Sunday, April 28, 2013

Did I miss the prom again? Eh. *UPDATED*

Seems I took a day off to recharge, or I was just being lazy...I could also may have fashioned a life, then lost it at the mall...Eh. So let's do some Tumbling and FaceBooking, and see what's up. What has happen this night? Nerdprom? Ah. White House Correspondence Dinner. Let's see if I can gripe about that.

I truly don't get it anymore. It's an event that was meant to celebrate and maintain the healthy relationship between government and media. A chance to break away from the necessarily adversarial nature of their roles. A chance for the press to stop holding government's feet to the fire, and just be whined, dined, and given a laugh.

You enjoy the humor of that last paragraph? That is the problem. It's just an old tradition. The press is regularly being wined, dined, and charmed by the powers that be. The media has a very friendly relationship, a very close one. Everyone is there because, it's expected. And it's important, because everyone says it is. An event Rich Little can MC is not that important.

Of course, some people enjoy watching the spectacle. That's fine. Many people do. But it doesn't take away from my own dissatisfaction and the apparent silliness of it all.

For instance, there is this star watching aspect that feels somewhat new to it, but it could be my faulty memory. It's supposed to be thrilling to see Scarlett Johansson meet John Boehner...Why? Movie stars and politicians...together! Listen. I'm already not watching the Oscars/Emmys/Grammys/Tonys, okay? I'd be more interested more interested if they were meeting in a committee hearing, discussing some national issue of personal importance to them. Instead we get this quasi red carpet deal. It feels so silly.

Yes. The White House Correspondence Dinner has a long a storied past. But that doesn't keep it from feeling like an awards show in the midst of awards show season. And I am talking Cable Ace Awards Show.

If having people like Stephen Colbert hosting was the norm, not an anomaly, the dinner would take on a new modern role. It would be a smart and sharp roast. A roasting of Washington. (Not to be confused with 1814 variation on the theme.) Then it would be a matter of Washington seeing if it can laugh at itself and it's faults.

But it's not about that. It's about laughing at safe jokes, jokes the Washington beltway approves. Jokes meant to steer you away from any serious thoughts about what the elected folk are doing the rest of the year. Jokes meant more to be a pat on the back. Jokes that make light of serious policy questions. Policy like drones and missing WMD's. Maybe when you see that the magic dies.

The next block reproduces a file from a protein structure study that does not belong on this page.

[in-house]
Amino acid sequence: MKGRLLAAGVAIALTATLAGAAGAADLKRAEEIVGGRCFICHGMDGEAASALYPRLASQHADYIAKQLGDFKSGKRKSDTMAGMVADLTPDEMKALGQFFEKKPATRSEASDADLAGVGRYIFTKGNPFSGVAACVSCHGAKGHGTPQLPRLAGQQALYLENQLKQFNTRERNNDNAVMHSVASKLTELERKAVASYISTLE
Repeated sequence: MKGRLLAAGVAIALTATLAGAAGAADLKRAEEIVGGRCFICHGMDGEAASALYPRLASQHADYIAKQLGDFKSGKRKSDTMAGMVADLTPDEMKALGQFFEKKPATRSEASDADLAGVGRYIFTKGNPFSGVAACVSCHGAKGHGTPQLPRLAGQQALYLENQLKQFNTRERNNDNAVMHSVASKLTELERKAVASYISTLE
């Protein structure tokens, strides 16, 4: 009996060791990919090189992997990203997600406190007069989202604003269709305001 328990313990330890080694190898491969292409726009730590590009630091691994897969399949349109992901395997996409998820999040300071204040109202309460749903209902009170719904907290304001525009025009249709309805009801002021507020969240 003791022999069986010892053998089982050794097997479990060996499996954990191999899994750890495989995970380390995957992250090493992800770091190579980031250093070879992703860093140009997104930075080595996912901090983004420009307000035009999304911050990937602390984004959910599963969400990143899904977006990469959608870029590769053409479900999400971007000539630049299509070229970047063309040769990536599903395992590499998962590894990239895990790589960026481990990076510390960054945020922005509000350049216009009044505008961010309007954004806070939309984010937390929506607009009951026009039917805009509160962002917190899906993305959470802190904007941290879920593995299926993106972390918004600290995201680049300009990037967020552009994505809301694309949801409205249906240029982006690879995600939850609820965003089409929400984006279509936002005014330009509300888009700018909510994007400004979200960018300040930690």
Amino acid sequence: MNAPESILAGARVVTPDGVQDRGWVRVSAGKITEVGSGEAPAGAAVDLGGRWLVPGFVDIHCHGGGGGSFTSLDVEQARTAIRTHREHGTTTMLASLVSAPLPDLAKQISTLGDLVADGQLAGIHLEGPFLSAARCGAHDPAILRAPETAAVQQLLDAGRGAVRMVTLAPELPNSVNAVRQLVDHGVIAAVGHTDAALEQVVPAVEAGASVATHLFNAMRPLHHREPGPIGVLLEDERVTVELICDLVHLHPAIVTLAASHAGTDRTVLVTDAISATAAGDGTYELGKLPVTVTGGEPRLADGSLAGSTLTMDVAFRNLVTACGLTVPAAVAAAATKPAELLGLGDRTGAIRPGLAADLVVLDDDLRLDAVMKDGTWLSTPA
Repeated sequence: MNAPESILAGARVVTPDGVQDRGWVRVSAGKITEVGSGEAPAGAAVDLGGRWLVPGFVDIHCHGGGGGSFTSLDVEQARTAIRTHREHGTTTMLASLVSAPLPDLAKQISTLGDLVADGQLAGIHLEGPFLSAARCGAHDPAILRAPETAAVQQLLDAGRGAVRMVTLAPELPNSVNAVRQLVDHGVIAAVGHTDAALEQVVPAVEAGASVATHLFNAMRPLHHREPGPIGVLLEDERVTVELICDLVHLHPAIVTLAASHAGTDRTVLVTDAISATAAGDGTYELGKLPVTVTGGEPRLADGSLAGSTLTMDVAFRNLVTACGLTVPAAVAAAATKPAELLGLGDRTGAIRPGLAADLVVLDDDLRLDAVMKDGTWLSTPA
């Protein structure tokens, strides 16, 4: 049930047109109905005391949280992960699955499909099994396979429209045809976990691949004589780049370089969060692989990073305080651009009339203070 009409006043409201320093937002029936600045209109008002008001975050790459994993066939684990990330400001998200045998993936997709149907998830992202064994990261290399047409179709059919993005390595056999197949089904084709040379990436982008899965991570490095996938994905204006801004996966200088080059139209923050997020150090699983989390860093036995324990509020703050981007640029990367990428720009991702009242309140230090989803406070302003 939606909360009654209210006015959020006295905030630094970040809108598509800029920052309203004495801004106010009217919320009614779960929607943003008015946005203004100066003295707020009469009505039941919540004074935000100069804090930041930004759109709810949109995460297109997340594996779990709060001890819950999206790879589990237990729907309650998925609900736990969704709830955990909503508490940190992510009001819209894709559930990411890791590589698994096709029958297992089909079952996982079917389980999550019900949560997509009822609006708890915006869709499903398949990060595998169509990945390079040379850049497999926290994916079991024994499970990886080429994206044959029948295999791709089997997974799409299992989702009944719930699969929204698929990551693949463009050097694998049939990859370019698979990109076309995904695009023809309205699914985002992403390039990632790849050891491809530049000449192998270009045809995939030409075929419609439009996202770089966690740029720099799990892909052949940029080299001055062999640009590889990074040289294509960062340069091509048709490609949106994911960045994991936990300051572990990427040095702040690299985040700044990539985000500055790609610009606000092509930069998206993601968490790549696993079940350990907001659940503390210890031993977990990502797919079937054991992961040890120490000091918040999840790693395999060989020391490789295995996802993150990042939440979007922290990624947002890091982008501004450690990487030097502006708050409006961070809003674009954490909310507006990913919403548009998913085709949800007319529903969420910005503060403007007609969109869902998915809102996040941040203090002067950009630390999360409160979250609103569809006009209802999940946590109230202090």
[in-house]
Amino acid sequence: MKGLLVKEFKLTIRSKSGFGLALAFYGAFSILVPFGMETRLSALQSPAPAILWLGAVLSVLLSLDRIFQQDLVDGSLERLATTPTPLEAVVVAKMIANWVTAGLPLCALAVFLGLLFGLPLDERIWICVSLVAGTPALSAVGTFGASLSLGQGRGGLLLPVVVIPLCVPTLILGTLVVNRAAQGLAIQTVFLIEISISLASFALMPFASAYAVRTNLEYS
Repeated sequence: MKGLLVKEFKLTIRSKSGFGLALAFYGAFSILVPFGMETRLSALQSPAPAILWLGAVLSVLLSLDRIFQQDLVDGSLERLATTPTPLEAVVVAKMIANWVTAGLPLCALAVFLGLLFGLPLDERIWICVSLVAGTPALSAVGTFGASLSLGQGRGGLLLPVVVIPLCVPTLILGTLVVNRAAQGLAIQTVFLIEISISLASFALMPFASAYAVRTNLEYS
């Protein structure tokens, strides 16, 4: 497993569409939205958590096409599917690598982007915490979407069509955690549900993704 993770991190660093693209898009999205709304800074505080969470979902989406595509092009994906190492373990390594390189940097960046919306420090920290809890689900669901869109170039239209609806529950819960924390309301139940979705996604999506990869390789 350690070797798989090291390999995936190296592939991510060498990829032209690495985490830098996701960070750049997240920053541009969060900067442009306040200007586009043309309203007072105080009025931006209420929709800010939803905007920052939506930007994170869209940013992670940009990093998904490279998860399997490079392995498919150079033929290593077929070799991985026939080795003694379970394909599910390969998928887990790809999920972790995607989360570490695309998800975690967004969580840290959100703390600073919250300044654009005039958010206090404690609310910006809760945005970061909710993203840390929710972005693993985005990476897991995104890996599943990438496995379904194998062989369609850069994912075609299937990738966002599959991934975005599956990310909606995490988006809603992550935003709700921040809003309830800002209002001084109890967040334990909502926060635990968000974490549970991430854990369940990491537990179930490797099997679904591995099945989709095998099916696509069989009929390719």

Watching Bush jokes his way through his failures should shake you.

Of course, I no doubt will eventually watch some of it. Best of clips will be all over tomorrow and at the start of the week. And, if anything good came of tonight it will be nigh impossible to avoid seeing it. It's hard to avoid the grand spectacle.

Wait! One more thing. It's called nerdprom by some the past few years? I think nerds everywhere should be insulted. I think any of us could pick out a better and less exclusive annual event to stand as a prom of sorts (Comic-Con, DragonCon, SXSW, etc.)....Just saying.


Charlie Pierce wrote a good piece excoriating the dinner. It just does get to feel sillier and sillier an event. It has because the overt  presentation of what's going on behind the scenes in DC.

Also he notes what I came across in another piece. Thousands of dollars are being spent by news orgs and corporations to wine. dine, and impress, before and after the dinner. Celebrities are being paid to come to Washington and hang around and smile. All this as so many are getting laid off to save on costs.

The dinners are promotional events. It hits me as I see photos of Rachel Maddow (a long time journalistic favorite of mine) at these events playing bartender/mixologist. It's become part of the package. While she is skilled at it and may love it, it's a selling point, come to the party and get Maddow to mix you a drink.

But it helps get corporate advertisers to the event to get schmoozed. It gets the execs to come by. And it offers some glamour and entertainment. But is that what the DC correspondence offices are there for? ...Maybe that is all it really is about. Maybe it is.

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